LUFS Voiceover Levels

LUFS Voiceover Levels

What is LUFS?

What is LUFS? And what should LUFS Voiceover Levels be? Well, LUFS (Loudness Units Referenced to Full Scale) is the standard for measuring Loudness. Loudness is the perceived level of heard sound. It is not the same as peak volume level, which is the maximum amplitude of a sound wave. 0 dBFS (Decibels Relative to Full Scale) is the highest you can go up to in peak volume level in digital recording before the signal clips or distorts. LUFS, on the other hand, measures how loud something in a digital recording seems to sound. With the goal being to sound full, loud, and most importantly, good, with a large dynamic range.

That sounds like great way to measure a voiceover, right? Loudness, and LUFS, depends on the frequency, duration, and dynamic range of the sound. It’s not about driving the meters to the maximum as much as possible. However, that used to be the goal before LUFS, back in the bad old days not so long ago, of The Loudness Wars. So, let’s briefly look at how we got from then to now. Then we’ll look at how to apply LUFS Voiceover Levels in real word applications for voice over recordings.

Before LUFS: The Loudness Wars

Before LUFS, we had The Loudness Wars. They started in the mid 1990s when engineers tried to make CDs louder. Waves put out the first Brickwall Limiter with look-ahead, the L1, in 1994. Things were so over-compressed and raised to the highest level that CDs from bands like The Red Hot Chili Peppers had clipping in them. The Loudness Wars ended in the 2010s with streaming services. iTunes lead the way, demanding lower set levels to encourage better dynamic range and quality control. By 2014, Daft Punk won five Grammy Awards for their album Random Access Memories. That CD was deliberately mixed with less compression and lower levels, thereby giving it greater dynamic range.

The Loudness Wars launched without hard standards from the engineering and entertainment industries. At the advent of digital audio, there was an -18 dBFS standard, calibrated to correspond to 0 VU analog audio. There would be plenty of headroom, and you would have no danger of going over 0 dBFS in the digital realm. So far, so good! But then Sony set it to -12 on many products. Soon people were setting it to –10 and as high as -6. “Hey, as long as it’s not going over 0 dBFS, we’re good!” people said. I had many debates with video cameramen over levels in my career as an audio engineer. Everyone wanted levels as hot as possible, even if we were just recording a sit-down interview. LUFS Voiceover Levels would have helped settle the issue.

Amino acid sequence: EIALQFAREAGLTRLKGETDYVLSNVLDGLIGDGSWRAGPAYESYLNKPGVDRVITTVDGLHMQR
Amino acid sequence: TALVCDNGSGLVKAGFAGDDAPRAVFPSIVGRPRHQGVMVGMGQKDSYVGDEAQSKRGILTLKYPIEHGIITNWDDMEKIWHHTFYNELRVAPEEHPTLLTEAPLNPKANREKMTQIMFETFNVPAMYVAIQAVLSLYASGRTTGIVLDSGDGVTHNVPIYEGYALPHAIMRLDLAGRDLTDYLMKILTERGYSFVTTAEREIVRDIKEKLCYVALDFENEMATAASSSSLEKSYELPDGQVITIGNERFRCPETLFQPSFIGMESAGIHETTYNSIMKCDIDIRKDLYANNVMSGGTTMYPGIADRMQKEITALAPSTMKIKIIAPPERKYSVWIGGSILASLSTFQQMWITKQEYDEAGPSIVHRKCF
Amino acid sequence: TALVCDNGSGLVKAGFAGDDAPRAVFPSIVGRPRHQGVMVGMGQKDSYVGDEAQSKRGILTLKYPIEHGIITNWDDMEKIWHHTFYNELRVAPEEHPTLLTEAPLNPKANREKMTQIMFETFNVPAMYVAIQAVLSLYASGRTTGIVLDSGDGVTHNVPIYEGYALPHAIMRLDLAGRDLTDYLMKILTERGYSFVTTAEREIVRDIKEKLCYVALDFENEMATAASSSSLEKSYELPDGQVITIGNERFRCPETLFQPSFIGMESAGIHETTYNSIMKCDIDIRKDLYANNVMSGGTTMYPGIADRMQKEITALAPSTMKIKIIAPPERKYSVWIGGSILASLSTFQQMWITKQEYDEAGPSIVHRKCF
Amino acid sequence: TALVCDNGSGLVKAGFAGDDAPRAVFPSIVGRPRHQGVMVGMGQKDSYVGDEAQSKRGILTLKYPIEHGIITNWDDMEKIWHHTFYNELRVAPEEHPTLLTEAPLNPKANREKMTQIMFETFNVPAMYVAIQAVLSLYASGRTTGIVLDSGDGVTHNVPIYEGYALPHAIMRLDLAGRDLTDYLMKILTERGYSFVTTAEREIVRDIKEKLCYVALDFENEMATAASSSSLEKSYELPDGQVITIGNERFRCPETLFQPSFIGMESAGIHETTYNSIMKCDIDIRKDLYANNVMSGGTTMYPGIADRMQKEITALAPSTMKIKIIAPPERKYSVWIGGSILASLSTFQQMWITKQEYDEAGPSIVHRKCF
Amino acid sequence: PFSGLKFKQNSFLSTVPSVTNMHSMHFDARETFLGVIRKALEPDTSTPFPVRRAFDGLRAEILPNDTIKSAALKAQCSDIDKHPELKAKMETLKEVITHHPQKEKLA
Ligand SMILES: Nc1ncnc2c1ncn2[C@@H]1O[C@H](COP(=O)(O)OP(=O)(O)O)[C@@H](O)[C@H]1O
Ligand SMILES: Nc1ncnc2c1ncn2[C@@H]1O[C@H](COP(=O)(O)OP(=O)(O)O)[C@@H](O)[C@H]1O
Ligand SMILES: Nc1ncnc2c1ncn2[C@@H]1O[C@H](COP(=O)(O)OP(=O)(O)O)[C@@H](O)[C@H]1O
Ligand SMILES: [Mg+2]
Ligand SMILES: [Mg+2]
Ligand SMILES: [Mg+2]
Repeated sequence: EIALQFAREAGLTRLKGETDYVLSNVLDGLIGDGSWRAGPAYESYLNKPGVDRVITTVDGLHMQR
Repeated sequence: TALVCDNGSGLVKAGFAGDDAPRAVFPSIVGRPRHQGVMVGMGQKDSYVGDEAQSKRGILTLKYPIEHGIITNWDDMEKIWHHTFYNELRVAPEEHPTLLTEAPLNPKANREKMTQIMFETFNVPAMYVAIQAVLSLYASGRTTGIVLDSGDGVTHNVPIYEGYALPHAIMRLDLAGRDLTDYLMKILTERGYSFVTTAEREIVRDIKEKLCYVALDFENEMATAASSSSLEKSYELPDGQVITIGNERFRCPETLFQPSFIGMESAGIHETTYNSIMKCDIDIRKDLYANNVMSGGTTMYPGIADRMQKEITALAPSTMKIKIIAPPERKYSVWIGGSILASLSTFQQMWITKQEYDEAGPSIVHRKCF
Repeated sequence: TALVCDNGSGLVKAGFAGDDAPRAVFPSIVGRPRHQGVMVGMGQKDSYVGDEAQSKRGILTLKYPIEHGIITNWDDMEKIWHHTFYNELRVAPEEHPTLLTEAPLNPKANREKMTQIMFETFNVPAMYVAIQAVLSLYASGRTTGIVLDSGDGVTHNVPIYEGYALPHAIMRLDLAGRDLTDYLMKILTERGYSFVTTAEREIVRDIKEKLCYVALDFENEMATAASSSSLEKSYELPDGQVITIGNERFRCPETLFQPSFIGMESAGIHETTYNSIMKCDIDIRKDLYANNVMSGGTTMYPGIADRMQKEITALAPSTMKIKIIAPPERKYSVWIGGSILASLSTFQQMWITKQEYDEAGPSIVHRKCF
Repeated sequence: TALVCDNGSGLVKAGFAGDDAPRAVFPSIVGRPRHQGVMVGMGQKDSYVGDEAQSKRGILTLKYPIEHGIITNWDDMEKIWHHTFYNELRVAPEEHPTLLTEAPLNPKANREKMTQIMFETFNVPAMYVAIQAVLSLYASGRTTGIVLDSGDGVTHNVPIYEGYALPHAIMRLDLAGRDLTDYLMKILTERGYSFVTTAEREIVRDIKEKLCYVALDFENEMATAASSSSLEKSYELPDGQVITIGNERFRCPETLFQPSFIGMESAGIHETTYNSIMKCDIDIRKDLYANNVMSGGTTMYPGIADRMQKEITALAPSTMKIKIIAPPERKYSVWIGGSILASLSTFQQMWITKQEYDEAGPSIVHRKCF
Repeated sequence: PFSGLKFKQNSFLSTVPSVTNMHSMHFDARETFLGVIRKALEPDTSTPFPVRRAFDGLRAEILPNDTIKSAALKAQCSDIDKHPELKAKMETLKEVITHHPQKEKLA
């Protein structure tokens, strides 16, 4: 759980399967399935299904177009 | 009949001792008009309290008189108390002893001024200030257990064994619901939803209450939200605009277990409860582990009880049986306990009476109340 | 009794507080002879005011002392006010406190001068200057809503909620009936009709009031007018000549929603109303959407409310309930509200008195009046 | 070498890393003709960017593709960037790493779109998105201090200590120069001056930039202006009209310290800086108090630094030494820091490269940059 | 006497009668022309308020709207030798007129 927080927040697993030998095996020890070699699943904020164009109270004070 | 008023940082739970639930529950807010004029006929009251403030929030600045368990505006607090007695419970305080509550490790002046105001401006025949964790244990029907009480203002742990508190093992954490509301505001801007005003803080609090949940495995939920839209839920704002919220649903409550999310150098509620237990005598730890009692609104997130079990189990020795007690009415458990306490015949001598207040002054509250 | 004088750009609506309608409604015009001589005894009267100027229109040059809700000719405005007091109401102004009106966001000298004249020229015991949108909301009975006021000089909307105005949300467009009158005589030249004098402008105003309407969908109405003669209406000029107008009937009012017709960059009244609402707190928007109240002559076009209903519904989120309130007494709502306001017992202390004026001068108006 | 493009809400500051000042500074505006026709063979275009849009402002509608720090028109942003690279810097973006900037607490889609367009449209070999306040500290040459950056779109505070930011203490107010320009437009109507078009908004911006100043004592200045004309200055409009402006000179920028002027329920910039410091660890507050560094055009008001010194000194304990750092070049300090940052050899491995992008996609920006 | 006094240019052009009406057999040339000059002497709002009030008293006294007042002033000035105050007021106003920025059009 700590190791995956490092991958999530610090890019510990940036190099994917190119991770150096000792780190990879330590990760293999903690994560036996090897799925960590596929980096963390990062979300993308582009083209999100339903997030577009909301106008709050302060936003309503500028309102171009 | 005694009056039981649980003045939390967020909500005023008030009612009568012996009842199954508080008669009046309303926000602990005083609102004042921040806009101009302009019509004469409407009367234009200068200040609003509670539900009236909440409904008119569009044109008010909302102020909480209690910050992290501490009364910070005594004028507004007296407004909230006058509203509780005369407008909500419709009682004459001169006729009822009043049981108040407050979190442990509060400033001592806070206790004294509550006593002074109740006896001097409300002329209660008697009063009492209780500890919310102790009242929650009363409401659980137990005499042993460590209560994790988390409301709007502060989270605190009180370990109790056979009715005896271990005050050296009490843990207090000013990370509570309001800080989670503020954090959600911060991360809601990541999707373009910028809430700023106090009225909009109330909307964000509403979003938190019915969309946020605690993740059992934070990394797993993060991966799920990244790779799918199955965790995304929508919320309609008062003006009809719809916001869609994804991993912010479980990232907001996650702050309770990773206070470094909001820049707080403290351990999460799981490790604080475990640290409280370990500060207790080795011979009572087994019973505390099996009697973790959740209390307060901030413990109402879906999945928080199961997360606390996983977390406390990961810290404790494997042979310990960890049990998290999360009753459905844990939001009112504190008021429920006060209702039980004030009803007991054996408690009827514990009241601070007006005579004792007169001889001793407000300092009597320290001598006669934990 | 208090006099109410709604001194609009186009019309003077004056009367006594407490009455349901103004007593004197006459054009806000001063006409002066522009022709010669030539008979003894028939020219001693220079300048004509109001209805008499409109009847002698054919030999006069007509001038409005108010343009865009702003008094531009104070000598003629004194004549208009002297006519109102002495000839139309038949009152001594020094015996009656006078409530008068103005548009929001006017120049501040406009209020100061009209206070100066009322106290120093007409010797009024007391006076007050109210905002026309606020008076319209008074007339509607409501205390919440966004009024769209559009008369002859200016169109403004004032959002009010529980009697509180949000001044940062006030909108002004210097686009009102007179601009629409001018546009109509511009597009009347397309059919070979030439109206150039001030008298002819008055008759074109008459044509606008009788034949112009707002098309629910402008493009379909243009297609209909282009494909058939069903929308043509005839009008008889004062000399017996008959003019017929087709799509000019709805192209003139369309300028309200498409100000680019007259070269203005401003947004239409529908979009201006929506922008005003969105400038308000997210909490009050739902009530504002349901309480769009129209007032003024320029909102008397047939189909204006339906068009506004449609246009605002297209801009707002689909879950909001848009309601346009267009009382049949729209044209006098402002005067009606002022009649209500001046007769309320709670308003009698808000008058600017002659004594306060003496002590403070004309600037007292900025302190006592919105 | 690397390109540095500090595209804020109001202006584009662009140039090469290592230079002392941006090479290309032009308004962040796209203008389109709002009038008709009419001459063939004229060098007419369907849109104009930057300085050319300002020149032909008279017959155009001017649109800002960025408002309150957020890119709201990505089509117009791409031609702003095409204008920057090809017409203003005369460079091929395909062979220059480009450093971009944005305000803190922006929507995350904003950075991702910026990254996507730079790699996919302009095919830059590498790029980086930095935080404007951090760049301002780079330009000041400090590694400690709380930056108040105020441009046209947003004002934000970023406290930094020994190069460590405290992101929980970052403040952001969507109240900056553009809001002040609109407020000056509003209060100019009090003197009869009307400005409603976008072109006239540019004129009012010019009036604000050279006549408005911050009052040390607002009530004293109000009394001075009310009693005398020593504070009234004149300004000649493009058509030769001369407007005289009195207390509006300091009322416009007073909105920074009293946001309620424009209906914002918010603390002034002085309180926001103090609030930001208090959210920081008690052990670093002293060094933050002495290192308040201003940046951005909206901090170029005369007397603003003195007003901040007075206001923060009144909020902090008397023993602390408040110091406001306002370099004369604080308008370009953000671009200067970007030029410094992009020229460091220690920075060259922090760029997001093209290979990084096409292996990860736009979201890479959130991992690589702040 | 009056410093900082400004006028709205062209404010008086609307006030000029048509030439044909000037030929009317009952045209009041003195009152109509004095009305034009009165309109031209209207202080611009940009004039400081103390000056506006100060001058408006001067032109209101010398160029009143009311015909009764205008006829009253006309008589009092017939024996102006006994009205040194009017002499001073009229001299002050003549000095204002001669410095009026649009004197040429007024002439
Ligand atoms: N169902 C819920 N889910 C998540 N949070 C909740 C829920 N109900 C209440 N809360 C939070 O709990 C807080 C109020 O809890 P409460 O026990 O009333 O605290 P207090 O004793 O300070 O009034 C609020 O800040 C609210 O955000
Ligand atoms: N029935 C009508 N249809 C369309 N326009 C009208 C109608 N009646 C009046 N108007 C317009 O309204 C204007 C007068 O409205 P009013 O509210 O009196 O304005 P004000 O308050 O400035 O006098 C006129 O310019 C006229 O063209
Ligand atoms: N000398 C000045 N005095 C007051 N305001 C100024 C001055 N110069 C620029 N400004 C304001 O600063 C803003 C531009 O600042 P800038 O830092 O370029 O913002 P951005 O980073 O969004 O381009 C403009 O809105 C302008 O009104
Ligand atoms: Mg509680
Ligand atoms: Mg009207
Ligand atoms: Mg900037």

But there was no longer the same amount of dynamic range, and more and more over-compressed and over-limited mixes. This fueled The Loudness Wars. Everything was a big muddy mush through the mid and low range. And that’s still true today on today’s US radio, even though in 2017 AES set a recommended -20 to -16 LUFS for radio.

Then the biggest change away from the Loudness Wars came in 2010. The EBU (European Broadcasting Union) put out R 128, which set levels to -23 LUFS. They included a tolerance of +/- 1 LU (loudness unit) for live programs. True Peak levels should not exceed -1 dBTP (dB True Peak). Version 4.0 of EBU R 128 can be found here (r128.pdf (

Setting LUFS Voiceovers

LUFS Standards Today